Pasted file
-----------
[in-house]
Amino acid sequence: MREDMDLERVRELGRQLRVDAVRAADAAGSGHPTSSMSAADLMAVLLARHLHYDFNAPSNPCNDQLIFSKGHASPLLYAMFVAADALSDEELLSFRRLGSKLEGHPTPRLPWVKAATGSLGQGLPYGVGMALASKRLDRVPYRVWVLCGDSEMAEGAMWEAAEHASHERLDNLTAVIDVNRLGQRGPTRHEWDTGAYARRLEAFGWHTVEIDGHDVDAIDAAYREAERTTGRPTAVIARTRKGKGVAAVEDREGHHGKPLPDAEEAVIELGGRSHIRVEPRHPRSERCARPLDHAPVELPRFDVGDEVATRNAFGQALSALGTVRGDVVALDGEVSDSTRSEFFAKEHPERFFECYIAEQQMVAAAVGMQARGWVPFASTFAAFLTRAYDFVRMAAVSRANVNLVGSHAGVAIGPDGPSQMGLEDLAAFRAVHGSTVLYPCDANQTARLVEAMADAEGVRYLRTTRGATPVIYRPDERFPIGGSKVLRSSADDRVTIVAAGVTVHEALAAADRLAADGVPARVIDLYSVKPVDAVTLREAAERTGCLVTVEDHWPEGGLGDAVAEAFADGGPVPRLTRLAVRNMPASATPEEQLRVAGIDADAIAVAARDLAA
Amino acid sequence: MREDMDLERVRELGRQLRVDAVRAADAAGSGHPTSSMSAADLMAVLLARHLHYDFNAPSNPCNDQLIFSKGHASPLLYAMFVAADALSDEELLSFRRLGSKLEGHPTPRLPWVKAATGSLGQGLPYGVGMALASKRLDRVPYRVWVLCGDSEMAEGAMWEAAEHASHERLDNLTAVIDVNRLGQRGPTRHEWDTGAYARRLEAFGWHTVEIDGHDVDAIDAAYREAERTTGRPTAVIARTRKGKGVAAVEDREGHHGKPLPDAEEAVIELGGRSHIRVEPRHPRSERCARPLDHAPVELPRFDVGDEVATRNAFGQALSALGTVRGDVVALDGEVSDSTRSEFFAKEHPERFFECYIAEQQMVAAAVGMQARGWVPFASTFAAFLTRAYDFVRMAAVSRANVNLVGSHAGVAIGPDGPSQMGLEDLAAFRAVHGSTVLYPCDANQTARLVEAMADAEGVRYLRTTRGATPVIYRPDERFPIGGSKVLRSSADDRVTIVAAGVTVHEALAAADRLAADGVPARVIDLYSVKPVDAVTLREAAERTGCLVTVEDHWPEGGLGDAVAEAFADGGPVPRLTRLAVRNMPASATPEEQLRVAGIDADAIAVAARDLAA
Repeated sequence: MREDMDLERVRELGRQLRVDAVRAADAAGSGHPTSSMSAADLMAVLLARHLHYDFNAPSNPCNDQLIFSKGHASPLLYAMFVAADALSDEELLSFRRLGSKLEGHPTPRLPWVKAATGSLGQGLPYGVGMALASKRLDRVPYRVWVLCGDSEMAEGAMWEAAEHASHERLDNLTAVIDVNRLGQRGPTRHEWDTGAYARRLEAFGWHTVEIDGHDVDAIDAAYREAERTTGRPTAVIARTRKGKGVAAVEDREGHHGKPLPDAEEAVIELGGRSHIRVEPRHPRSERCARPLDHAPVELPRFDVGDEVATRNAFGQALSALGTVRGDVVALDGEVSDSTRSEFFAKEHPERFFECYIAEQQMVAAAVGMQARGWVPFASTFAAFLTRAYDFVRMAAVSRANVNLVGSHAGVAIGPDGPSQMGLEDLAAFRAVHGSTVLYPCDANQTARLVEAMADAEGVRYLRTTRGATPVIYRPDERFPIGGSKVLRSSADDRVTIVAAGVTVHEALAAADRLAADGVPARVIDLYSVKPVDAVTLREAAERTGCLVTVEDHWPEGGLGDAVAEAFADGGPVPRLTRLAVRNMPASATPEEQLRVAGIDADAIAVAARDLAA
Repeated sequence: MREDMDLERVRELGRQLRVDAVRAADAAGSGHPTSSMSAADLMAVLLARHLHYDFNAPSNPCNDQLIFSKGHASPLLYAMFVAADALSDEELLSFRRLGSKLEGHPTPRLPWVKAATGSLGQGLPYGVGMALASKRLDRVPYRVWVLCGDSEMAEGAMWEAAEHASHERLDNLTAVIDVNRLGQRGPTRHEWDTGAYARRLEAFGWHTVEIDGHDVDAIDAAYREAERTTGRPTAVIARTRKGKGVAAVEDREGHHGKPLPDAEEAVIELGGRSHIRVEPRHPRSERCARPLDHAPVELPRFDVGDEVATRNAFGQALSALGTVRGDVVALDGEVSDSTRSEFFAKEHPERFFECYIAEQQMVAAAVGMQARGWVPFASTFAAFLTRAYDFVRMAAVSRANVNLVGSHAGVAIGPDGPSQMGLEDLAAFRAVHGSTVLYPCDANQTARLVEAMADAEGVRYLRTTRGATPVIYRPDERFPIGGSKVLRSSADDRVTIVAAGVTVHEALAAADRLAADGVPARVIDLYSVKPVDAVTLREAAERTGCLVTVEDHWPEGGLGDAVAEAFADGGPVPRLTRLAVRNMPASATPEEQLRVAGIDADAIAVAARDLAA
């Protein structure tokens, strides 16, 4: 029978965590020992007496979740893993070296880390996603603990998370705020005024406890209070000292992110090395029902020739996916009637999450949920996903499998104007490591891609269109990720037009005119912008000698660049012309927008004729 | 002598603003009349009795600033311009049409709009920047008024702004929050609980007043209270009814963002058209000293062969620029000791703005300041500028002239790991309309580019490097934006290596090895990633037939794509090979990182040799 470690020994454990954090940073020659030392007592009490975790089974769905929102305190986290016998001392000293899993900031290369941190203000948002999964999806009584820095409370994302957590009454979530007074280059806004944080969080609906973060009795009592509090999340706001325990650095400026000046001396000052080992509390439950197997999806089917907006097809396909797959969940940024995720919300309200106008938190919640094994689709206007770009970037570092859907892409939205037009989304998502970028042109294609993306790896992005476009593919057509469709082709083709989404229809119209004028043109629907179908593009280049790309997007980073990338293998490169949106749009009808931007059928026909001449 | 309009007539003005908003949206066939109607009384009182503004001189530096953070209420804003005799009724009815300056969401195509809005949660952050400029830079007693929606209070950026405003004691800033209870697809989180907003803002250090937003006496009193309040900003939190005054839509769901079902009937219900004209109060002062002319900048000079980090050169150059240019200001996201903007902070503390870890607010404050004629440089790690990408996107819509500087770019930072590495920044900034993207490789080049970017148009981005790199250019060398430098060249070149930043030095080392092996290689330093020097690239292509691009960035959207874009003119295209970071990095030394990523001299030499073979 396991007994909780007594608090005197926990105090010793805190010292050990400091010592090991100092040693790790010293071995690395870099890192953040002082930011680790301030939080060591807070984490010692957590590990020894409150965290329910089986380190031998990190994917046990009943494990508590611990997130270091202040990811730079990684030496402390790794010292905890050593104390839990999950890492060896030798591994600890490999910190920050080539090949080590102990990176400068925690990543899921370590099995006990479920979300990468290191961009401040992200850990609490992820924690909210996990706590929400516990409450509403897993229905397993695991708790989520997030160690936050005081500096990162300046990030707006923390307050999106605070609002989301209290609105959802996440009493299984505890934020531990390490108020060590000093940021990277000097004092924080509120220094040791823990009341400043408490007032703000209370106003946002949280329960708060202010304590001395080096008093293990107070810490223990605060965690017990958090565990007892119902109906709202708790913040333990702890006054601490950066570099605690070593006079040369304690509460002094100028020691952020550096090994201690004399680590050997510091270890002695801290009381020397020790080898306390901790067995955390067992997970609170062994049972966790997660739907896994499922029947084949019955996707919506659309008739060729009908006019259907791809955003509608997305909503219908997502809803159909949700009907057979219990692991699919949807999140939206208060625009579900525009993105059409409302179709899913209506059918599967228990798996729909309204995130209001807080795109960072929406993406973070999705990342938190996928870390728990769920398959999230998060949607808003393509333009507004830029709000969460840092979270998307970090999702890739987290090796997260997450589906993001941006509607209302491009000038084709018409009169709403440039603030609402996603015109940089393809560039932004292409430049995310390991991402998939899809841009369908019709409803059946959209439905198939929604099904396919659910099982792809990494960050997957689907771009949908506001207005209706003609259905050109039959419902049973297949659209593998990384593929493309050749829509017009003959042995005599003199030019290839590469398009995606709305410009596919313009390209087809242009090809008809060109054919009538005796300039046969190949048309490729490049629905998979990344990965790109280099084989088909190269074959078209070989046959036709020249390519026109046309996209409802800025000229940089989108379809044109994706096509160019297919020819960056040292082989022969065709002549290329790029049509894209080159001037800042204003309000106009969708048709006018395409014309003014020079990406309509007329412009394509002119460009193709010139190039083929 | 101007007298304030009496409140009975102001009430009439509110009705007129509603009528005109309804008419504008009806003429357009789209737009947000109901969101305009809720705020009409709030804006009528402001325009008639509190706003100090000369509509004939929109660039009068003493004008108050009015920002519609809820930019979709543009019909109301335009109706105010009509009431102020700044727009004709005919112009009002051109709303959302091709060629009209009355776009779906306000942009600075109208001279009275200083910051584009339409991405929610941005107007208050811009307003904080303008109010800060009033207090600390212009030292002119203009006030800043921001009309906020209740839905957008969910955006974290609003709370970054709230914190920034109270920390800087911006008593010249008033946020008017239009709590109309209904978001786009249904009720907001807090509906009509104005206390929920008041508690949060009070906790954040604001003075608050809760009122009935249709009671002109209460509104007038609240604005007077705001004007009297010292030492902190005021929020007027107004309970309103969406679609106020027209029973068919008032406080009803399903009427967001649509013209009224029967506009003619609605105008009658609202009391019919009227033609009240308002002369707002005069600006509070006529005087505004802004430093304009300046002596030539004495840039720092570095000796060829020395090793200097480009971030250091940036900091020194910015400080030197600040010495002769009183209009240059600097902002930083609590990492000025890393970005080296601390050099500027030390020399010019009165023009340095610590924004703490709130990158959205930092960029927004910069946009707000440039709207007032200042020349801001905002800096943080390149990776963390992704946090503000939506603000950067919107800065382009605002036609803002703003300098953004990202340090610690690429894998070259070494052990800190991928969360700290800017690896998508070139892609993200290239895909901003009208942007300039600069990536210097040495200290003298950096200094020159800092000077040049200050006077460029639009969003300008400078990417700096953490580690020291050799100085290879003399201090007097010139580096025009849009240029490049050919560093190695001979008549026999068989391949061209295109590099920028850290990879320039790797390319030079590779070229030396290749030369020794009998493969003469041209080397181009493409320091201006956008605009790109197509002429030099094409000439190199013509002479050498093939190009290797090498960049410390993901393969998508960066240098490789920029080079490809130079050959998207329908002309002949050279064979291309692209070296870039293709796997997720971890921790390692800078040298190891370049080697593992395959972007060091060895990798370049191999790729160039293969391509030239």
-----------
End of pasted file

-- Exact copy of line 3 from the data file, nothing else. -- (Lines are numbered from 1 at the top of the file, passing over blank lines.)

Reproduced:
Amino acid sequence: MREDMDLERVRELGRQLRVDAVRAADAAGSGHPTSSMSAADLMAVLLARHLHYDFNAPSNPCNDQLIFSKGHASPLLYAMFVAADALSDEELLSFRRLGSKLEGHPTPRLPWVKAATGSLGQGLPYGVGMALASKRLDRVPYRVWVLCGDSEMAEGAMWEAAEHASHERLDNLTAVIDVNRLGQRGPTRHEWDTGAYARRLEAFGWHTVEIDGHDVDAIDAAYREAERTTGRPTAVIARTRKGKGVAAVEDREGHHGKPLPDAEEAVIELGGRSHIRVEPRHPRSERCARPLDHAPVELPRFDVGDEVATRNAFGQALSALGTVRGDVVALDGEVSDSTRSEFFAKEHPERFFECYIAEQQMVAAAVGMQARGWVPFASTFAAFLTRAYDFVRMAAVSRANVNLVGSHAGVAIGPDGPSQMGLEDLAAFRAVHGSTVLYPCDANQTARLVEAMADAEGVRYLRTTRGATPVIYRPDERFPIGGSKVLRSSADDRVTIVAAGVTVHEALAAADRLAADGVPARVIDLYSVKPVDAVTLREAAERTGCLVTVEDHWPEGGLGDAVAEAFADGGPVPRLTRLAVRNMPASATPEEQLRVAGIDADAIAVAARDLAA